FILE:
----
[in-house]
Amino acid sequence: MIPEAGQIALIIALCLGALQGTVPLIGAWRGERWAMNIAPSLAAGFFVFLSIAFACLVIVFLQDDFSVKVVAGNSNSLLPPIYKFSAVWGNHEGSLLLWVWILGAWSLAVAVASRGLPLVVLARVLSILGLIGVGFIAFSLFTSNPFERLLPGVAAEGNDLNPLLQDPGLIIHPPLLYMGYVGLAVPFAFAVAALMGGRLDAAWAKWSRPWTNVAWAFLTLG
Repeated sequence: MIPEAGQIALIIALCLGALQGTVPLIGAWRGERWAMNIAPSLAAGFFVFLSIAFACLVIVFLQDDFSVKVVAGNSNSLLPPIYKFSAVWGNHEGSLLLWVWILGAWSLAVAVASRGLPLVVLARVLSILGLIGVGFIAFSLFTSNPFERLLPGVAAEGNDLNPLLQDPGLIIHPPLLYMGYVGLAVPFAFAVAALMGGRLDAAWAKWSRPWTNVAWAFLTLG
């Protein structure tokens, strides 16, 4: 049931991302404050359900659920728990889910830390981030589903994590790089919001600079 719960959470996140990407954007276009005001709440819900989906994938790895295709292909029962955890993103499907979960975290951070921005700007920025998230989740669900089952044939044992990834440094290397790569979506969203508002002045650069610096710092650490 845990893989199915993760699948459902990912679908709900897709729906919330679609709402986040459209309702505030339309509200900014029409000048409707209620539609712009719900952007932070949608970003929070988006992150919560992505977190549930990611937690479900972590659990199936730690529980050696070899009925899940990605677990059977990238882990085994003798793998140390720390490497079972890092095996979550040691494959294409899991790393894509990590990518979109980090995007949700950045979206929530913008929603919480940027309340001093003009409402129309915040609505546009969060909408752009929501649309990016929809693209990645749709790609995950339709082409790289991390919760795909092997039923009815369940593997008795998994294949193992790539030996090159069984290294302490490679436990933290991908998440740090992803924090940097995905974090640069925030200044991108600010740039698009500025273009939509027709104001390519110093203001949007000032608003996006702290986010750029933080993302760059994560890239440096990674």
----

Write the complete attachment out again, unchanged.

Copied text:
[in-house]
Amino acid sequence: MIPEAGQIALIIALCLGALQGTVPLIGAWRGERWAMNIAPSLAAGFFVFLSIAFACLVIVFLQDDFSVKVVAGNSNSLLPPIYKFSAVWGNHEGSLLLWVWILGAWSLAVAVASRGLPLVVLARVLSILGLIGVGFIAFSLFTSNPFERLLPGVAAEGNDLNPLLQDPGLIIHPPLLYMGYVGLAVPFAFAVAALMGGRLDAAWAKWSRPWTNVAWAFLTLG
Repeated sequence: MIPEAGQIALIIALCLGALQGTVPLIGAWRGERWAMNIAPSLAAGFFVFLSIAFACLVIVFLQDDFSVKVVAGNSNSLLPPIYKFSAVWGNHEGSLLLWVWILGAWSLAVAVASRGLPLVVLARVLSILGLIGVGFIAFSLFTSNPFERLLPGVAAEGNDLNPLLQDPGLIIHPPLLYMGYVGLAVPFAFAVAALMGGRLDAAWAKWSRPWTNVAWAFLTLG
């Protein structure tokens, strides 16, 4: 049931991302404050359900659920728990889910830390981030589903994590790089919001600079 719960959470996140990407954007276009005001709440819900989906994938790895295709292909029962955890993103499907979960975290951070921005700007920025998230989740669900089952044939044992990834440094290397790569979506969203508002002045650069610096710092650490 845990893989199915993760699948459902990912679908709900897709729906919330679609709402986040459209309702505030339309509200900014029409000048409707209620539609712009719900952007932070949608970003929070988006992150919560992505977190549930990611937690479900972590659990199936730690529980050696070899009925899940990605677990059977990238882990085994003798793998140390720390490497079972890092095996979550040691494959294409899991790393894509990590990518979109980090995007949700950045979206929530913008929603919480940027309340001093003009409402129309915040609505546009969060909408752009929501649309990016929809693209990645749709790609995950339709082409790289991390919760795909092997039923009815369940593997008795998994294949193992790539030996090159069984290294302490490679436990933290991908998440740090992803924090940097995905974090640069925030200044991108600010740039698009500025273009939509027709104001390519110093203001949007000032608003996006702290986010750029933080993302760059994560890239440096990674």